I definitely will get around to Age of Dreaming: I hope it lives up to its potential!

  24. September 18, 2010 5:13 am

    I’m so sad–I just haven’t been able to get your vlog to load! :( And I want my Eva fix!!!

    I feel so backwards looking at your loot though—I haven’t read a single one, only own two of them (Stories and The Calcutta Chromosome), and have only even heard of a handful more. Yes, I know what this means–that my wish list better prepare for massive expansion over the next few weeks. :P

  25. September 18, 2010 5:37 am

    Awesome collection. I missed the Australian mystery on #spbkchat, so I’m going to have to track that one down. I don’t know why, but I love an Australian setting. I’ve got get back to Chrestomanci series.

    • September 18, 2010 10:08 pm

      I can’t remember for sure if it was #spbkchat or a blog, lol. I don’t read enough Aussie books, though. And squee for Chrestomanci!

  26. September 18, 2010 9:31 am

    The Butterfly Moaque sounds very interesting. Islam is a big topic in the media here in Germany right now and I don’t feel like I really have a good insight into what it means to be Muslim. Maybe this might help me understand it a little more?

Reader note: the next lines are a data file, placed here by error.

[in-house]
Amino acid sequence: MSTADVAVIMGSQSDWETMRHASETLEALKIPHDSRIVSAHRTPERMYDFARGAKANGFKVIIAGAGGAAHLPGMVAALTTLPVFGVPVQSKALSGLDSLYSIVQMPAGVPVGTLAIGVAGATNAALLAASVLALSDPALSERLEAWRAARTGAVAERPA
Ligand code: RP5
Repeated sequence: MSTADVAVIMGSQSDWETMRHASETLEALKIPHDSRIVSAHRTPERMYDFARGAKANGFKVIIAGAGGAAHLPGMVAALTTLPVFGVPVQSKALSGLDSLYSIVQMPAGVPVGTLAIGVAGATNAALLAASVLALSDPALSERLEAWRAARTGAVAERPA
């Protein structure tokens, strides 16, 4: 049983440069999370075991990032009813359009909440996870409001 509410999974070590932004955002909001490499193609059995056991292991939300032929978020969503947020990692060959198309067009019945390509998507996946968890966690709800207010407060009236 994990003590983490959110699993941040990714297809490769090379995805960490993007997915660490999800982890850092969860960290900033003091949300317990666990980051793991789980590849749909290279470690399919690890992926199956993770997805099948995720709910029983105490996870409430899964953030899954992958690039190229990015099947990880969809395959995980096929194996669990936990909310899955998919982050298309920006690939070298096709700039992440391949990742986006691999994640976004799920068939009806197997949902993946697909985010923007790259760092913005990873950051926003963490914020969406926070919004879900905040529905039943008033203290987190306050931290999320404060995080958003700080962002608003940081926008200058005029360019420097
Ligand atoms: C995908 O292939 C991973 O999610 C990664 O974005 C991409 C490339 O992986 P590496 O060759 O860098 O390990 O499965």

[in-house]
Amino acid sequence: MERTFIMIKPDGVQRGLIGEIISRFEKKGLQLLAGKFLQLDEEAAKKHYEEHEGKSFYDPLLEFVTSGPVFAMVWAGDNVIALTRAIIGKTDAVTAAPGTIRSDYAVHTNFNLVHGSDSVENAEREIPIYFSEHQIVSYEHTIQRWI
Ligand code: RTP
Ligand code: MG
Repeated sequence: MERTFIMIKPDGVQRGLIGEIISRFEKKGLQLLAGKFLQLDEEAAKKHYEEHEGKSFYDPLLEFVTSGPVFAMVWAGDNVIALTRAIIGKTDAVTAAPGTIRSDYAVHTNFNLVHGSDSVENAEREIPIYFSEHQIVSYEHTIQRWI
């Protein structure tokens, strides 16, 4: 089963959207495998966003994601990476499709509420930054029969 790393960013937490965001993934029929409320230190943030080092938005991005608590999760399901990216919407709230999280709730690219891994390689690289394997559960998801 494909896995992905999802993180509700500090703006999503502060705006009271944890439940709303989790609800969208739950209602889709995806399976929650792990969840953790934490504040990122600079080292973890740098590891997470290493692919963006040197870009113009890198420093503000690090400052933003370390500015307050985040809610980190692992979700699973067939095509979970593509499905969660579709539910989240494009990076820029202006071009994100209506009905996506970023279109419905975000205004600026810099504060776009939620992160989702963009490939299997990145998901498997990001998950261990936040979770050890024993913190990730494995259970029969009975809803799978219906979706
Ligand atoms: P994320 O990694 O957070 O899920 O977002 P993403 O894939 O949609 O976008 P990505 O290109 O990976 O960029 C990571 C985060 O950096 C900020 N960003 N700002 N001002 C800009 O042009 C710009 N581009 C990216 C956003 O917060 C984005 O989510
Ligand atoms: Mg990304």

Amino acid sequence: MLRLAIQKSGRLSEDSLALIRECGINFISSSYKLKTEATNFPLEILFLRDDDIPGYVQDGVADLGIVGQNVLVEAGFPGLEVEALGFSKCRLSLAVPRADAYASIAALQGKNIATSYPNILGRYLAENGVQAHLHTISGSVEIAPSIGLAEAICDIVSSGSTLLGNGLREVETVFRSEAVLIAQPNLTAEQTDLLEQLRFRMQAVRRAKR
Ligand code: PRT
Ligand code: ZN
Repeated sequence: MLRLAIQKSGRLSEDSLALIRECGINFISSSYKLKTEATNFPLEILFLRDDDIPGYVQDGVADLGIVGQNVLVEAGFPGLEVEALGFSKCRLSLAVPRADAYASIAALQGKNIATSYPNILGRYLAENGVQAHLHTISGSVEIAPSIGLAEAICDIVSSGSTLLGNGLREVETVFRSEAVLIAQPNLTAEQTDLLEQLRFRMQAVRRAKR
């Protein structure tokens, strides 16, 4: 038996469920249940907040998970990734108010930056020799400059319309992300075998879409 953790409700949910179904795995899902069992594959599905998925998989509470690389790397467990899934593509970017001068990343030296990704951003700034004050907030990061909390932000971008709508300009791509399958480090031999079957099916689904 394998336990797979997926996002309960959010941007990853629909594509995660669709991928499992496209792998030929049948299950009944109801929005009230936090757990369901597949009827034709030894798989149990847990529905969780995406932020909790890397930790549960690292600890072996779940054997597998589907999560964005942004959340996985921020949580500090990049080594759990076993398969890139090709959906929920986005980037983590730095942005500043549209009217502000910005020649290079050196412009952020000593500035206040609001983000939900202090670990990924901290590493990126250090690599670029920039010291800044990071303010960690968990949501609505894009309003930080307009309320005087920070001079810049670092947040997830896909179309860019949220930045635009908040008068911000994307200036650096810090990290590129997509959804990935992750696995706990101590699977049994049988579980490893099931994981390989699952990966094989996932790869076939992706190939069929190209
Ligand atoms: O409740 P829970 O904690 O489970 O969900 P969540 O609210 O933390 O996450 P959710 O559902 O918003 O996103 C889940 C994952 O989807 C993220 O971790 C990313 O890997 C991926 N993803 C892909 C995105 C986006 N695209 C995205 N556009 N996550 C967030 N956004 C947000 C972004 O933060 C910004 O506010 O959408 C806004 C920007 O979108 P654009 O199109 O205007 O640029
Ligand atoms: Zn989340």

• September 18, 2010 10:08 pm

      I just finished a GREAT book I’d highly recommend to total novices on the Islam topic: No God but God. It’s about Islam itself, but includes stuff on the main points of being Muslim in the 21st century too.

      • September 19, 2010 1:47 am

        Thanks for the recommendation, Eva!

  27. September 18, 2010 11:51 am

    Loved the Gaiman’s Stories and the Chrestomanci series (I only have one left to go — might save it for the Readathon). I was pleased to see The Between by Tananarive Due — I went to school with her in undergrad, so I love seeing her books on the library shelves and in the bookstores (though I haven’t read all of them (hangs head in shame). I read Smilla’s Sense of Snow years ago, about the time the movie came out. It’s worth seeing, but I think I preferred the book.

    • September 18, 2010 10:09 pm

      I’ve been reading randomly from Stories, and so far I’ve enjoyed most of them. I think I’m maybe 1/4 of the way through them!